We have all heard of the description of coaching being art v science – the coach learns the science behind the sport and then uses their own artistic interpretations to apply it to a programme and a group of athletes. Teach 100 coaches the science and you will get 100 different coaching programmes because each one interprets the information in slightly different ways. So the success of these 100 coaching programmes depends solely on the human-being behind the coach.
Not every qualified coach will be a great coach. Being a great coach involves passion, intelligence, an open mind, patience, discipline, a want to learn, maturity, the right athlete and a complete understanding of the science…not every coach is going to have the winning formula. To think of this in another scenario…think of driving. Most of us learn to drive in our teenage years, we learn the rules of the road, how to make the car move forwards and backwards and how to get from A – B safely. However, passing a driving test does not make us Lewis Hamilton (or Susie Wolff!). Formula 1 drivers have passed the same driving test we all have, but they have the formula to make them expectational drivers. You can’t take an average Jo off the local roads and teach him or her how to be a Formula 1 driver – you either have the formula or you don’t and the ones with the formula work hard at it, very hard.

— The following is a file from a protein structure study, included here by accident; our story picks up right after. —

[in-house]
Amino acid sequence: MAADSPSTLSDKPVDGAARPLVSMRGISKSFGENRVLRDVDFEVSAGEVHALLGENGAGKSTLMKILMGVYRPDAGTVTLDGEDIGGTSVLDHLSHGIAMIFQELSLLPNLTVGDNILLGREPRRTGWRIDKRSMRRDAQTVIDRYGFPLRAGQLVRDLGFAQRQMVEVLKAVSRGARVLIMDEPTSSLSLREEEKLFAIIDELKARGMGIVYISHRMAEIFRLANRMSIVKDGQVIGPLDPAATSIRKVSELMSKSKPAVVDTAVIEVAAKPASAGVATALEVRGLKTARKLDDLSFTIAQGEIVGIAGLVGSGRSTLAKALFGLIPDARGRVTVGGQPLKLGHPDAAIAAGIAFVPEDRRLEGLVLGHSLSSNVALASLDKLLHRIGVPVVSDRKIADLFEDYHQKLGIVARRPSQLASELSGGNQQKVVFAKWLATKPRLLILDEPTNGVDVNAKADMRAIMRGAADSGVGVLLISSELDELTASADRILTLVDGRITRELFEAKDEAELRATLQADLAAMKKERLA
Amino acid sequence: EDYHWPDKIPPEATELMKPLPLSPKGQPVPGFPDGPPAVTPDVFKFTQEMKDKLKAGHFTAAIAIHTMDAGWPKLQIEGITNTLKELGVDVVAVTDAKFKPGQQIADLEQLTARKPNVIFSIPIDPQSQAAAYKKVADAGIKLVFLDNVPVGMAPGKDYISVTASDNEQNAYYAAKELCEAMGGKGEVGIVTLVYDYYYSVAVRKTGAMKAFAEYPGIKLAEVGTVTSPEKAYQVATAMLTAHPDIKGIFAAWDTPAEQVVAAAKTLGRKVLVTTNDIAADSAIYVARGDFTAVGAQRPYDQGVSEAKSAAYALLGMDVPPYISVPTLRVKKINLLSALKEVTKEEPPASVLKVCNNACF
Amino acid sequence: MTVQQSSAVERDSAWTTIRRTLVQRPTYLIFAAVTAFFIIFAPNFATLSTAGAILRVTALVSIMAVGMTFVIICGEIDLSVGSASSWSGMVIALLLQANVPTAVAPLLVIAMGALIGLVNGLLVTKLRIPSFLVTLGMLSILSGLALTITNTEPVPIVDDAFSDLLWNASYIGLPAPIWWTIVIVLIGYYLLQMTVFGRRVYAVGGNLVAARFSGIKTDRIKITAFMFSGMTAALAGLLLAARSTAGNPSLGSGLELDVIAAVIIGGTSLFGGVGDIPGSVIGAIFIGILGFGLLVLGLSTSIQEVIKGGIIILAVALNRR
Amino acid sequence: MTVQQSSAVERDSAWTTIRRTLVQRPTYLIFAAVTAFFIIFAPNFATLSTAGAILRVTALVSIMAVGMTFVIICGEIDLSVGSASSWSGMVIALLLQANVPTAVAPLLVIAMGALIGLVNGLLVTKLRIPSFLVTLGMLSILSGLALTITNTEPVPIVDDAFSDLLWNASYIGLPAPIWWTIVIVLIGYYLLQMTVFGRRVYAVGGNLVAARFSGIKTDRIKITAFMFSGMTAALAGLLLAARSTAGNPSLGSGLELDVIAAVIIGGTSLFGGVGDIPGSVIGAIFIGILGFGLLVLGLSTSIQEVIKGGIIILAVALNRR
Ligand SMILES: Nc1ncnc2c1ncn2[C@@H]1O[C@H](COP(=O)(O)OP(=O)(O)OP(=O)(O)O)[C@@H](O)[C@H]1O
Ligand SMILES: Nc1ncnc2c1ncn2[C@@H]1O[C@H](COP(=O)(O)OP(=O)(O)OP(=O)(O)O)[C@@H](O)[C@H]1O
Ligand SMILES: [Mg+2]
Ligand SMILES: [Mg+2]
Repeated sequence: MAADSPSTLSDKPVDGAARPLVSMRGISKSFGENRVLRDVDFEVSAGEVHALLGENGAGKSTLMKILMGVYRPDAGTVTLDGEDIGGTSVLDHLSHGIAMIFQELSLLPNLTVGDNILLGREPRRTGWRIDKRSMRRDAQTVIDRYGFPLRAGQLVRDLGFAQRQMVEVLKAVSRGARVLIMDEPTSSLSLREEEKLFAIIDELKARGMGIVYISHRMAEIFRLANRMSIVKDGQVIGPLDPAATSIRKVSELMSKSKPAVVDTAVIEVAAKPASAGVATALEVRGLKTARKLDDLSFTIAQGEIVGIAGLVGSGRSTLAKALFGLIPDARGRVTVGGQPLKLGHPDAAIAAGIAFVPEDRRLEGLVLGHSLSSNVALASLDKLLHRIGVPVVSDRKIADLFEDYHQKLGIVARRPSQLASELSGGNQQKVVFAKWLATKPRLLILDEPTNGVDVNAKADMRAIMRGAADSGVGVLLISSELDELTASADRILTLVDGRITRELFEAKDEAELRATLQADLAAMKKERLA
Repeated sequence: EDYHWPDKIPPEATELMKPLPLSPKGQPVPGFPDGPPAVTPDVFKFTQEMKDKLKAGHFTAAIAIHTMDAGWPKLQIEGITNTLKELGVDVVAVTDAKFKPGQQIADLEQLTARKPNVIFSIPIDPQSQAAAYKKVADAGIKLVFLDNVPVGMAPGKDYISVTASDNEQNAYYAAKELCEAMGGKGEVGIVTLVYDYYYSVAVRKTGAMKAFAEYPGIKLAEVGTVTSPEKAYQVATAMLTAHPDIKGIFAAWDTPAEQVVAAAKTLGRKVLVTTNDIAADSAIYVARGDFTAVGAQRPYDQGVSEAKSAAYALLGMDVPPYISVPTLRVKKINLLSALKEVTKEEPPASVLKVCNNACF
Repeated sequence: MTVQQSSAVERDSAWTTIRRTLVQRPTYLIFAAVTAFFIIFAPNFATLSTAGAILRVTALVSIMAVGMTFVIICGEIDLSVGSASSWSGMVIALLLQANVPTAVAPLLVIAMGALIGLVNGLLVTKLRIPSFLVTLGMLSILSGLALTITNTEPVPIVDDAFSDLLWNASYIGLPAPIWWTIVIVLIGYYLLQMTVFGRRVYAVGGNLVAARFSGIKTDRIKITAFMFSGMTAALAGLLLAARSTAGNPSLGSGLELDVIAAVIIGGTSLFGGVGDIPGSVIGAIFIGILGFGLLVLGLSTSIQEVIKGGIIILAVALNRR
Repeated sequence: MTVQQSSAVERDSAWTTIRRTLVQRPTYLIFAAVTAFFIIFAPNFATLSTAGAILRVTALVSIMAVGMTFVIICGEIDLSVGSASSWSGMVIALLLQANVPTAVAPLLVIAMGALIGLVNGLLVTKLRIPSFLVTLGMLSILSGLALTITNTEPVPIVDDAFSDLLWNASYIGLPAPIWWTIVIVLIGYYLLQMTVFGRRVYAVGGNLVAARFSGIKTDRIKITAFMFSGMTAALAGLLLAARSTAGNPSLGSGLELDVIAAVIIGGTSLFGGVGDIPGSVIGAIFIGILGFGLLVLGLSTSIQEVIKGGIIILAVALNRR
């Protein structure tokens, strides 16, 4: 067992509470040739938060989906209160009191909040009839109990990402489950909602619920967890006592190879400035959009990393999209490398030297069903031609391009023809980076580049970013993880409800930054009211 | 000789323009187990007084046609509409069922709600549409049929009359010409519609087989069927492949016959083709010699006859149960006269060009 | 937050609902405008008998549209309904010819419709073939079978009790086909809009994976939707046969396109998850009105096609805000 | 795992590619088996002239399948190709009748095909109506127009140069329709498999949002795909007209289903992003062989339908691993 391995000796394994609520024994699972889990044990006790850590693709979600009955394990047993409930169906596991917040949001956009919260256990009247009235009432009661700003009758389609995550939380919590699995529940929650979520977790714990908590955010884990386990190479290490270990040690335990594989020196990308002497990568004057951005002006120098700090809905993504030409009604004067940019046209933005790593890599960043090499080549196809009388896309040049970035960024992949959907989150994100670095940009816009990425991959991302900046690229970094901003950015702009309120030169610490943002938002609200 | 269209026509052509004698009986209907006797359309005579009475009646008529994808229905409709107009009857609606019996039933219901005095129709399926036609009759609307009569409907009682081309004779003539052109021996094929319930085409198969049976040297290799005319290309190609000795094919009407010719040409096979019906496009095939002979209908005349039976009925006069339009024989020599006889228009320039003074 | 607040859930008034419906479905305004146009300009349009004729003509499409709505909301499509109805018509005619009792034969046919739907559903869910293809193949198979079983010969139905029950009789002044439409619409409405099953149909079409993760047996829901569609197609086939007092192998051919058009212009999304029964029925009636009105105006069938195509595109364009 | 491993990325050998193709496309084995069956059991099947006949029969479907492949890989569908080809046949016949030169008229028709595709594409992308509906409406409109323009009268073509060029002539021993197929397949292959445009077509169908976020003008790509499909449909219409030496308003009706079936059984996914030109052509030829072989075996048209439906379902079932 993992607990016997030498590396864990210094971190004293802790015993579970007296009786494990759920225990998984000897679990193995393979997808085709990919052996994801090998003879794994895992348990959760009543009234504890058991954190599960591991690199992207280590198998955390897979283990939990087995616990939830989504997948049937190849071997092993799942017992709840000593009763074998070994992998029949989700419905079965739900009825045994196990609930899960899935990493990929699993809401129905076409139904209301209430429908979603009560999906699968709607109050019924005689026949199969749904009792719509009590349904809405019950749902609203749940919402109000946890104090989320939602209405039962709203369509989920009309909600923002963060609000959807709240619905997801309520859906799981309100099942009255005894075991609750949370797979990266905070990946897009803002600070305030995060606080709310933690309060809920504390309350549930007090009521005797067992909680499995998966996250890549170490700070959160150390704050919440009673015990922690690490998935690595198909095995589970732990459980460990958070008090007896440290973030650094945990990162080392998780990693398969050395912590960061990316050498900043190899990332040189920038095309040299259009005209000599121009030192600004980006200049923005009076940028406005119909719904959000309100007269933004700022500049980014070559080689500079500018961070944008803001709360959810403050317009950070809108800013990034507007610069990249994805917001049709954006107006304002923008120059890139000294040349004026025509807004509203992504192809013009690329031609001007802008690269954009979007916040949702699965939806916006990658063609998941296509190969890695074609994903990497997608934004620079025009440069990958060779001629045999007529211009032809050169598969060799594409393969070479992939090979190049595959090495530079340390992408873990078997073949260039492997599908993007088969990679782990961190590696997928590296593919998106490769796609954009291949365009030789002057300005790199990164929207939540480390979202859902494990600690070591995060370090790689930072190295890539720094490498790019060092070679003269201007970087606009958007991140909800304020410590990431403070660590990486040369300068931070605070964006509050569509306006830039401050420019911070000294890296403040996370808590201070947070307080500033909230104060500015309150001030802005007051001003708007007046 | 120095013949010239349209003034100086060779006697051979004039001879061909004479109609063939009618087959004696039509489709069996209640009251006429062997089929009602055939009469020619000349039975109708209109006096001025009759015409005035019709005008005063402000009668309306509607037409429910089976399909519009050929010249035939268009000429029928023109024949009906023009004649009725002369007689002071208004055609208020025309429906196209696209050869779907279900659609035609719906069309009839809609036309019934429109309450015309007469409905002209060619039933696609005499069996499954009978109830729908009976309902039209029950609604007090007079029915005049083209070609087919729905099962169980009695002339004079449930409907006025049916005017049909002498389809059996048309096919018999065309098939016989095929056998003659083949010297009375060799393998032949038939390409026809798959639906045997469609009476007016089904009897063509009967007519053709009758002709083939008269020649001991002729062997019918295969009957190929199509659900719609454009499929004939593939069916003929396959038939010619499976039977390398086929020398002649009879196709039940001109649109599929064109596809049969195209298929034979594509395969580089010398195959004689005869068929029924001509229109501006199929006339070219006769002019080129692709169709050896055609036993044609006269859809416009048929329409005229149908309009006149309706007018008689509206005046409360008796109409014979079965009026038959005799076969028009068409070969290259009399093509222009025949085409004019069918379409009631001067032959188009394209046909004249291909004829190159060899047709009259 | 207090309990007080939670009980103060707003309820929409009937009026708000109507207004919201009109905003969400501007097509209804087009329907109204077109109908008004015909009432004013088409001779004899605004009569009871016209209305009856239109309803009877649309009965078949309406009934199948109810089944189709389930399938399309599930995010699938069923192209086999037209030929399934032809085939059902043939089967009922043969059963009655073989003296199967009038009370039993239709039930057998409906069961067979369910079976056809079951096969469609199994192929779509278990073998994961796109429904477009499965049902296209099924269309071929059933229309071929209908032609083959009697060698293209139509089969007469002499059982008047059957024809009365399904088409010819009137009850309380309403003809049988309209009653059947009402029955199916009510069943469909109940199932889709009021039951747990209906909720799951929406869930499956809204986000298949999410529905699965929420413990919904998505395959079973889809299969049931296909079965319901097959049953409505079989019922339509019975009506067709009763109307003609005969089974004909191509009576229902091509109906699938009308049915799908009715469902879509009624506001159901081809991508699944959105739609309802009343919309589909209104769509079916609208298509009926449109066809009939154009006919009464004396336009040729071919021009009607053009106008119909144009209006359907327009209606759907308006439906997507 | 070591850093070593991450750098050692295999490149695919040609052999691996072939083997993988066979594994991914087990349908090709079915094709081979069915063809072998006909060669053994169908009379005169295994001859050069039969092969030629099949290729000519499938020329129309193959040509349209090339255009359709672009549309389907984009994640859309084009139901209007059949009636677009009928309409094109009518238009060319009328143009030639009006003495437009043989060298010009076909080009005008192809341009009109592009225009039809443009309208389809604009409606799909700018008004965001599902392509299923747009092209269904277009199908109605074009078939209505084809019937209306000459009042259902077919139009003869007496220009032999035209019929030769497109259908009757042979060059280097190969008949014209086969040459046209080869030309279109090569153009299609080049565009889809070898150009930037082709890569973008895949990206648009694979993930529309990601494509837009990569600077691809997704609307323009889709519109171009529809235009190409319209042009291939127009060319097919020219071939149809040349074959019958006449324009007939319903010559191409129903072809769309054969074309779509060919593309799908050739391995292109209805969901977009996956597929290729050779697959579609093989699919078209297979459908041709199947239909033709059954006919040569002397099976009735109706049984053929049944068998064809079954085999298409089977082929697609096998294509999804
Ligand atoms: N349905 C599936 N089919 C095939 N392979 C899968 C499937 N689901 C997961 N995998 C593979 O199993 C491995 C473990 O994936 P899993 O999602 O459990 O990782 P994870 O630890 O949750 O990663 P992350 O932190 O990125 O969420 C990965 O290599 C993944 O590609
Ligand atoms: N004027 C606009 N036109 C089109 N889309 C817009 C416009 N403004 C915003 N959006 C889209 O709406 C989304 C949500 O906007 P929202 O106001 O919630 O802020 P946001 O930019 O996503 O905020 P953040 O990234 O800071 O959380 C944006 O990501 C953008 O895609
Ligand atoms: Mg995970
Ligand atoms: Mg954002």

This is no different in coaching; you can’t take an average Jo off the streets and turn them into an exceptional coach. The ones who will be the most successful have the formula mentioned above and they will work dam hard at it to achieve success. They will take responsibility for their own learning, be dedicated, take criticism, be passionate and seek out the best athletes.